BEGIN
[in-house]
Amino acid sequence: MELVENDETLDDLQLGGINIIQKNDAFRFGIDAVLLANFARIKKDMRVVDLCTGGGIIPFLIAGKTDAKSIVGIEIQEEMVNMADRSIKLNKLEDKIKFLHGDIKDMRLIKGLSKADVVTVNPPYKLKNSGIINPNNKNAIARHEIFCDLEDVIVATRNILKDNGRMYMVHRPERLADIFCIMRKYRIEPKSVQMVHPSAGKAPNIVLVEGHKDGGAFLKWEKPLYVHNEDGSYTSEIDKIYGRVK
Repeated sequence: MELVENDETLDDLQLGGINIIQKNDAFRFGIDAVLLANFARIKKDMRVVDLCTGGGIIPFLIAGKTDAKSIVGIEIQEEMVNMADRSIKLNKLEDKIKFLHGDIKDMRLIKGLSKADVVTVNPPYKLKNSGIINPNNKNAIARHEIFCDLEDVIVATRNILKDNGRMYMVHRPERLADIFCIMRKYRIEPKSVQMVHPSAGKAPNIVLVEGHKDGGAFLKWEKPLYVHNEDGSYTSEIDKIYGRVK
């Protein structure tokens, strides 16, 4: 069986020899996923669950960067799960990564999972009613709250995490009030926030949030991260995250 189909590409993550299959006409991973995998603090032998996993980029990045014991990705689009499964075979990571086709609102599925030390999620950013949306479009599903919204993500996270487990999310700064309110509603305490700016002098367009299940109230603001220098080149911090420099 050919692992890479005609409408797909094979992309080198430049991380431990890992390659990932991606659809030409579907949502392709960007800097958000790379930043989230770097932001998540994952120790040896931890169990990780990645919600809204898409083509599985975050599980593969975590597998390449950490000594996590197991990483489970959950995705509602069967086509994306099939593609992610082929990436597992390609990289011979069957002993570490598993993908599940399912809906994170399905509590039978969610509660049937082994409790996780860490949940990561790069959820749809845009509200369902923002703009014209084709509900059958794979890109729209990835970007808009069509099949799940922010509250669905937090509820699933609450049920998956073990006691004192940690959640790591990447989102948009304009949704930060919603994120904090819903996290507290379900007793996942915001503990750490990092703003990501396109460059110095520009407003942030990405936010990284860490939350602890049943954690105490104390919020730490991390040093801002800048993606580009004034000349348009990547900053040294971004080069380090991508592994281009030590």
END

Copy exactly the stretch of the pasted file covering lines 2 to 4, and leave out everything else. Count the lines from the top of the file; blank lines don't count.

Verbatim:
Amino acid sequence: MELVENDETLDDLQLGGINIIQKNDAFRFGIDAVLLANFARIKKDMRVVDLCTGGGIIPFLIAGKTDAKSIVGIEIQEEMVNMADRSIKLNKLEDKIKFLHGDIKDMRLIKGLSKADVVTVNPPYKLKNSGIINPNNKNAIARHEIFCDLEDVIVATRNILKDNGRMYMVHRPERLADIFCIMRKYRIEPKSVQMVHPSAGKAPNIVLVEGHKDGGAFLKWEKPLYVHNEDGSYTSEIDKIYGRVK
Repeated sequence: MELVENDETLDDLQLGGINIIQKNDAFRFGIDAVLLANFARIKKDMRVVDLCTGGGIIPFLIAGKTDAKSIVGIEIQEEMVNMADRSIKLNKLEDKIKFLHGDIKDMRLIKGLSKADVVTVNPPYKLKNSGIINPNNKNAIARHEIFCDLEDVIVATRNILKDNGRMYMVHRPERLADIFCIMRKYRIEPKSVQMVHPSAGKAPNIVLVEGHKDGGAFLKWEKPLYVHNEDGSYTSEIDKIYGRVK
């Protein structure tokens, strides 16, 4: 069986020899996923669950960067799960990564999972009613709250995490009030926030949030991260995250 189909590409993550299959006409991973995998603090032998996993980029990045014991990705689009499964075979990571086709609102599925030390999620950013949306479009599903919204993500996270487990999310700064309110509603305490700016002098367009299940109230603001220098080149911090420099 050919692992890479005609409408797909094979992309080198430049991380431990890992390659990932991606659809030409579907949502392709960007800097958000790379930043989230770097932001998540994952120790040896931890169990990780990645919600809204898409083509599985975050599980593969975590597998390449950490000594996590197991990483489970959950995705509602069967086509994306099939593609992610082929990436597992390609990289011979069957002993570490598993993908599940399912809906994170399905509590039978969610509660049937082994409790996780860490949940990561790069959820749809845009509200369902923002703009014209084709509900059958794979890109729209990835970007808009069509099949799940922010509250669905937090509820699933609450049920998956073990006691004192940690959640790591990447989102948009304009949704930060919603994120904090819903996290507290379900007793996942915001503990750490990092703003990501396109460059110095520009407003942030990405936010990284860490939350602890049943954690105490104390919020730490991390040093801002800048993606580009004034000349348009990547900053040294971004080069380090991508592994281009030590």